Version française
Home     About     Download     Resources     Contact us    
Browse thread
thousands of CPU cores
[ Home ] [ Index: by date | by threads ]
[ Search: ]

[ Message by date: previous | next ] [ Message in thread: previous | next ] [ Thread: previous | next ]
Date: -- (:)
From: Brian Hurt <bhurt@s...>
Subject: Re: [Caml-list] thousands of CPU cores


On Fri, 11 Jul 2008, Gerd Stolpmann wrote:

> Well, it is an open question whether this alternative holds. I mean
> there is a market, and if the market says, "no we don't need that
> multicore monsters", the chip companies cannot simply ignore it.

You're still assuming the chip companies *have a choice*.  And that 
there for, if the markets are just demanding enough, they'll go "oh, well, 
we didn't realize how important this is to you- we'll just go back to 
single threaded chips now..."  My point is that *all* of the chip 
companies are not this stupid, and if there was a choice, most of them 
wouldn't have choosen this route.  If there was one holdout, one chip 
company not going multicore, I'd probably agree with you.  I don't see the 
holdout (not among the chip makers at all pushing the performance 
envelope- yeah, a number of players in the embedded market aren't going 
multicore).

> Well, there is a another option for the chip industry. Instead of
> keeping the die at some size and packing more and more cores on it, they
> can also sell smaller chips for less. Basically, this alternate path
> already exists (e.g. Intel's Atom). Of course, this makes this industry
> more boring, and they would turn into more normal industrial component
> suppliers.

This has two problems, and "boredom" isn't one of them:

1) It undercuts the main selling point to get people to upgrade- increased 
performance.  We're used to buying new CPUs every yeah so often because 
the ones on the market are significantly faster than the ones we have 
(although the definition of "significantly faster" has slowly gone down 
over the years).

One of the ways the next generation was made faster was by throwing more 
transistors at the problem (allowing you to do more work per clock cycle).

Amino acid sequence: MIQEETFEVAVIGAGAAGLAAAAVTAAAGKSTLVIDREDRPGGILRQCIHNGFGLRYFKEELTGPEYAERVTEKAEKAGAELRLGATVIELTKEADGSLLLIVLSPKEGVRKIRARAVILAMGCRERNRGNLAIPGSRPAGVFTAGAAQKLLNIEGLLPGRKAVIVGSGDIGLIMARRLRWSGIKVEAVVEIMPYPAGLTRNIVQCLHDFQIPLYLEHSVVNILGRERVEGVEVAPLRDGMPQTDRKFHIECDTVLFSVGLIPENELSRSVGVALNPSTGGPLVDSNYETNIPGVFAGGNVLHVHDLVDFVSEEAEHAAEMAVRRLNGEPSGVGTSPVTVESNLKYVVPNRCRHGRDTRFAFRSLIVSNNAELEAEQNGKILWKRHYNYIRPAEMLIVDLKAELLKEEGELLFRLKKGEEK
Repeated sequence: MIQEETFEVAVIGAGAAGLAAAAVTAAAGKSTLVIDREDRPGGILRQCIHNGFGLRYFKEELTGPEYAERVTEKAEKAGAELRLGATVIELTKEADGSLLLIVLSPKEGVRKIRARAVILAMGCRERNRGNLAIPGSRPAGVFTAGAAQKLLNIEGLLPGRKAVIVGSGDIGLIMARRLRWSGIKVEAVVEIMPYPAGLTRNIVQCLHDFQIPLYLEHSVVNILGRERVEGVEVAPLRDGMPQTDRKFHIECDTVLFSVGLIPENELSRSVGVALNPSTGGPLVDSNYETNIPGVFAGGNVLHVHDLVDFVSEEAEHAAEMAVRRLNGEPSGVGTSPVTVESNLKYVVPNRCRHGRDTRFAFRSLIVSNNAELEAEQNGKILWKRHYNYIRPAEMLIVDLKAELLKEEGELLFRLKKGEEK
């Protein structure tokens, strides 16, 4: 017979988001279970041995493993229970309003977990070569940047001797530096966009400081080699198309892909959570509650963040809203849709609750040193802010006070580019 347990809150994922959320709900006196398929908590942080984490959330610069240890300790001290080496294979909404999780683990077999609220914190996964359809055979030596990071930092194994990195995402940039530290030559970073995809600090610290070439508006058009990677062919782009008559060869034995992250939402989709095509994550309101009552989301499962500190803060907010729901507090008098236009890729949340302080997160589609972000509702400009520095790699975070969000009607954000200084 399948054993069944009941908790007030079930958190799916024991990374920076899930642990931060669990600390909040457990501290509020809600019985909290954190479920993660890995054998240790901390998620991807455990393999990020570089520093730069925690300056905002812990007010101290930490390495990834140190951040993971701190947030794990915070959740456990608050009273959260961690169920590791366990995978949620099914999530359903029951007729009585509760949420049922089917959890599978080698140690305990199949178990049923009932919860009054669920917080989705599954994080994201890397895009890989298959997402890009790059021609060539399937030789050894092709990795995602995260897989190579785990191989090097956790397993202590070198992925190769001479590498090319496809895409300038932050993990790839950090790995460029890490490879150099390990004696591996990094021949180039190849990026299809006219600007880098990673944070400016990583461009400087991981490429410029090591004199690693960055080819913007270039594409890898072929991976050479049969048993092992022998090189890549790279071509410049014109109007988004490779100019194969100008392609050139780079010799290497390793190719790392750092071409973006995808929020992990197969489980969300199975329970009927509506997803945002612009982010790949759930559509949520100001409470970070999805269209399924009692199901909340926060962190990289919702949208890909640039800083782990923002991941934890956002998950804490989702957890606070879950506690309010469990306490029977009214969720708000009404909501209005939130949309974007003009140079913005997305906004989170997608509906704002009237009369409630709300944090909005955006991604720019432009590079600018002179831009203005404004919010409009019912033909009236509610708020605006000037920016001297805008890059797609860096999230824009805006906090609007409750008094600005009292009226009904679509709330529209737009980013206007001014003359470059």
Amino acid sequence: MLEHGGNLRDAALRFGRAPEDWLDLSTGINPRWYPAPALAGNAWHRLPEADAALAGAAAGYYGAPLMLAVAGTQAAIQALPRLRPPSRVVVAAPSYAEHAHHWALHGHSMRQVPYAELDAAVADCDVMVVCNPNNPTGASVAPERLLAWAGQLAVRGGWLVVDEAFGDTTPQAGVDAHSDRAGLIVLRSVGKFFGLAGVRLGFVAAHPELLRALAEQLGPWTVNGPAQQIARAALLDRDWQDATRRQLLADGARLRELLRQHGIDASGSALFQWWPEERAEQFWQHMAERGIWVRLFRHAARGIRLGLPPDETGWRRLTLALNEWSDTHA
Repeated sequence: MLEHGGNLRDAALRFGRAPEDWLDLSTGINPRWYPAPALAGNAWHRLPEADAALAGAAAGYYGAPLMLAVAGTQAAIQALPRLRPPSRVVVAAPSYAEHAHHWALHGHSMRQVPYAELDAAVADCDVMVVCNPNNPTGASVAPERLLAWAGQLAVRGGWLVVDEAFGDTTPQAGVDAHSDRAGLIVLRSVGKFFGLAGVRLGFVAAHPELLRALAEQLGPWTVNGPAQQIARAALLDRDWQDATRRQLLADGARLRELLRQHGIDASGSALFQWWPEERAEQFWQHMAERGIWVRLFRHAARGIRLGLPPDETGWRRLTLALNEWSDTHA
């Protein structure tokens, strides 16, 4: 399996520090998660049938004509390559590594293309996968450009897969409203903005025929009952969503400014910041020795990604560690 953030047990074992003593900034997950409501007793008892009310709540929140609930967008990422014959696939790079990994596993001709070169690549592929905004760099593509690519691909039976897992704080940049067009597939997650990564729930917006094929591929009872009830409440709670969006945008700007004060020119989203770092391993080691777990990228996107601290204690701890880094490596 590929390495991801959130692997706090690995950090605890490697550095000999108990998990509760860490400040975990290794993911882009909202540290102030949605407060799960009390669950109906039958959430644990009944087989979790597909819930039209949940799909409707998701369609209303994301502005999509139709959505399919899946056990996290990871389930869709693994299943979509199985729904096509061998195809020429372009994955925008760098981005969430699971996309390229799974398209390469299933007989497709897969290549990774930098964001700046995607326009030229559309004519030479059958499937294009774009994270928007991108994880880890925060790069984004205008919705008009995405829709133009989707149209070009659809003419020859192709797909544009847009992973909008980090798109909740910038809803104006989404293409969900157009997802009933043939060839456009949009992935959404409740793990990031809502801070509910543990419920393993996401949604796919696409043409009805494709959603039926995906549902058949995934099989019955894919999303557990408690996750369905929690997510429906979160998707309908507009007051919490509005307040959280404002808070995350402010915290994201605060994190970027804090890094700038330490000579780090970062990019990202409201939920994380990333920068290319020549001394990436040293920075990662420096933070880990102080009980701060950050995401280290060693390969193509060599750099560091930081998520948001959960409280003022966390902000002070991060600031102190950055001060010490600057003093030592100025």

The other way was clocking the CPUs faster, but that also seems to be 
hitting problems (I'm not sure if the Power 6 means we may be exiting the 
clock speed drought, or if it's just a "revenge of the RISC" (i.e. 
something specific to the Power architecture that allows it to be clocked 
~2x as fast as the x86).

In either case, you're going to see a drop in the unit sales of "high end" 
CPUs.  And the third world isn't going to help with this- when I first 
became a professional software engineer, I bragged about having access to 
400MHz CPUs with 64M of ram- basically, computers with the horse power of 
a OLPC.

2) It really cuts into margins.  Generally, the amount of money the chip 
maker gets from selling a single $200 CPU is greater than the amount they 
get from selling 2 $100 CPUs, let alone 8 $25 CPUs.

And those are just the problems from the CPU vendor's perspective.  Now, 
lets look at this from the Software Developer's perspective:

We've fallen solidly off the Clock Speed ramp- even if we ignore the P4's 
inflated clock rates, it's been over 8 years since we've hit 1GHz, we 
should be at 8GHz or more now.  Now the 2-3GHz we're at.  And if we can't 
throw more transistors at the problem, CPUs simply aren't getting 
significantly faster.  Oh, there may be percentage-point gains now and 
again, but basically, where we are is where we'll stay.

Moore's Law just ended, from the software developers perspective.

No longer will the increasing speed of CPUs offset the increasing bloat 
and slowness of our code.

This turns out to be just a radical change of a different sort.

Brian